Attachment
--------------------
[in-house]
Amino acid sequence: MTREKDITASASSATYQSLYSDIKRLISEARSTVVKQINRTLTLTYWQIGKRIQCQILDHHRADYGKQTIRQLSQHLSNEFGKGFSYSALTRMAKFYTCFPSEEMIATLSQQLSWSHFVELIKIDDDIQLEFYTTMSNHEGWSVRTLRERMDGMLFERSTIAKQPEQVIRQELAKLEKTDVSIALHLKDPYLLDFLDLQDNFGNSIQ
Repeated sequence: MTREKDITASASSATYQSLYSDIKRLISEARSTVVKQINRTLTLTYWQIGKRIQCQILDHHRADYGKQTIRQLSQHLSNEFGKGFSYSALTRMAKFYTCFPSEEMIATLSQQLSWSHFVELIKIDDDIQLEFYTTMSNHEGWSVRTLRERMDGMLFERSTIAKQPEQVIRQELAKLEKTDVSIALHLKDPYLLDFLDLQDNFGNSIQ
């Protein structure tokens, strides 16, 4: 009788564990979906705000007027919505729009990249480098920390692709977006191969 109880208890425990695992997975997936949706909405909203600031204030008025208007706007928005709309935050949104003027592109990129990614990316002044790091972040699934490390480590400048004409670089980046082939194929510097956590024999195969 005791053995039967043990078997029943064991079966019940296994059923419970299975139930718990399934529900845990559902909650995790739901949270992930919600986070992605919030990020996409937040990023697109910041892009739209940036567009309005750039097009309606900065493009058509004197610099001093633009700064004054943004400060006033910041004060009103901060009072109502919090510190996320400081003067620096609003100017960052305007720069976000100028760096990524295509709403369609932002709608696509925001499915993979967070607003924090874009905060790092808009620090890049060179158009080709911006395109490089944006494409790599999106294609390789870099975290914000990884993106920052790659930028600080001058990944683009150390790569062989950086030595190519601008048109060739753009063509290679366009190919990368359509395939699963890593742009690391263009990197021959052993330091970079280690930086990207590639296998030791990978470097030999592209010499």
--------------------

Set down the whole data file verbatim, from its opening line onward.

[in-house]
Amino acid sequence: MTREKDITASASSATYQSLYSDIKRLISEARSTVVKQINRTLTLTYWQIGKRIQCQILDHHRADYGKQTIRQLSQHLSNEFGKGFSYSALTRMAKFYTCFPSEEMIATLSQQLSWSHFVELIKIDDDIQLEFYTTMSNHEGWSVRTLRERMDGMLFERSTIAKQPEQVIRQELAKLEKTDVSIALHLKDPYLLDFLDLQDNFGNSIQ
Repeated sequence: MTREKDITASASSATYQSLYSDIKRLISEARSTVVKQINRTLTLTYWQIGKRIQCQILDHHRADYGKQTIRQLSQHLSNEFGKGFSYSALTRMAKFYTCFPSEEMIATLSQQLSWSHFVELIKIDDDIQLEFYTTMSNHEGWSVRTLRERMDGMLFERSTIAKQPEQVIRQELAKLEKTDVSIALHLKDPYLLDFLDLQDNFGNSIQ
């Protein structure tokens, strides 16, 4: 009788564990979906705000007027919505729009990249480098920390692709977006191969 109880208890425990695992997975997936949706909405909203600031204030008025208007706007928005709309935050949104003027592109990129990614990316002044790091972040699934490390480590400048004409670089980046082939194929510097956590024999195969 005791053995039967043990078997029943064991079966019940296994059923419970299975139930718990399934529900845990559902909650995790739901949270992930919600986070992605919030990020996409937040990023697109910041892009739209940036567009309005750039097009309606900065493009058509004197610099001093633009700064004054943004400060006033910041004060009103901060009072109502919090510190996320400081003067620096609003100017960052305007720069976000100028760096990524295509709403369609932002709608696509925001499915993979967070607003924090874009905060790092808009620090890049060179158009080709911006395109490089944006494409790599999106294609390789870099975290914000990884993106920052790659930028600080001058990944683009150390790569062989950086030595190519601008048109060739753009063509290679366009190919990368359509395939699963890593742009690391263009990197021959052993330091970079280690930086990207590639296998030791990978470097030999592209010499």